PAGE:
Monday, September 11, 2006

The Complete Idiot's Guide to Understanding Islam; Islam at the Crossroads

Title: The Complete Idiot's Guide to Understanding Islam
Author: Yahiya Emerick
Publisher: Alpha: Complete Idiot's Guides series, 2002
ISBN 0-02-864233-3
LOC: 2001095921

I usually don't review entries in "how-to" series. The Idiot's Guide is a series similar in concept to "for Dummies" from IDG. As such, it is a brand name and strongly trademarked as a book series. It may not be as familiar to casual bookstore customers as IDG.

But this book is particularly relevant to the sometimes contentious debate in the media, especially conservative newspapers, about the meaning of Islam and its ideology, as in the recent film "Islam: What the West Needs to Know" at another of my blogs.

The book explains Islam in simple terms, and makes it look like a mainstream religion with reasonable beliefs from both theological and moral terms. There are obvious differences with Christianity, such as denial of original sin (Islam maintains that we are born pure -- Pakistan is, after all, "The Land of the Pure.")

There is ample discussion of Muslim theology, history, and social and legal practice. For the afterlife there is a diagram of a bridge called the Sirat, which must be traversed at Judgment Day. The author claims that Islam does not have a problem with the existence of Israel, but that it does with "injustice" (the taking of land by force) and Jerusalem. The author provides the Muslim account of Jesus, who allegedly did not die (taken to Paradise) but someone was crucified in his place.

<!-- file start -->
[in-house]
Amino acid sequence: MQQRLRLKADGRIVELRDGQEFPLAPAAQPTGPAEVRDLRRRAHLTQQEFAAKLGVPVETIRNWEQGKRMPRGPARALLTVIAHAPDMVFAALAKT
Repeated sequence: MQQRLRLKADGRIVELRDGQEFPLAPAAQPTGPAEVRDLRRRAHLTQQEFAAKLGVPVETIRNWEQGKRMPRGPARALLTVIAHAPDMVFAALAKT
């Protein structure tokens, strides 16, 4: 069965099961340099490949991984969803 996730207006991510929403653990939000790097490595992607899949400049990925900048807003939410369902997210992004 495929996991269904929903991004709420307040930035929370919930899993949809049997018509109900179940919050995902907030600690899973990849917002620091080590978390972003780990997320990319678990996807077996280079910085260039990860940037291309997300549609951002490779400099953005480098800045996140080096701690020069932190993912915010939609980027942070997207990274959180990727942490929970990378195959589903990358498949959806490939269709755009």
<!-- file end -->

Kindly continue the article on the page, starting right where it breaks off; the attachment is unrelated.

The author also claims that Islam itself preaches equality for women, and that the oppression of women is either based on stereotypes or corruption in various Muslim world societies. The author, on p. 250, cites an episode of TheWB's Seventh Heaven and the film Not Without My Daughter as giving misleading impressions about the role of women in Islam. I will rent the film and comment later.
For 7th Heaven see my TV blog.

A related book is Islam at the Crossroads: Understanding Its Beliefs, History and Customs, by Paul Marshall, Roberta Greem, and Lela Glibert, from Baker Books, 2002, 121 pages, paper, ISBN 0-8010-6416-3.
I purchased this at a reception at the First Baptist Church of the City of Washington DC in early 2006 at a Wednesday night program about ethics in journalism, in view of the controversy over religion. The book provides a level summary is Islamic beliefs and history before going on to discuss radical Islam, especially Wahhabism, The Muslim Brotherhood, and Radical Shiites.

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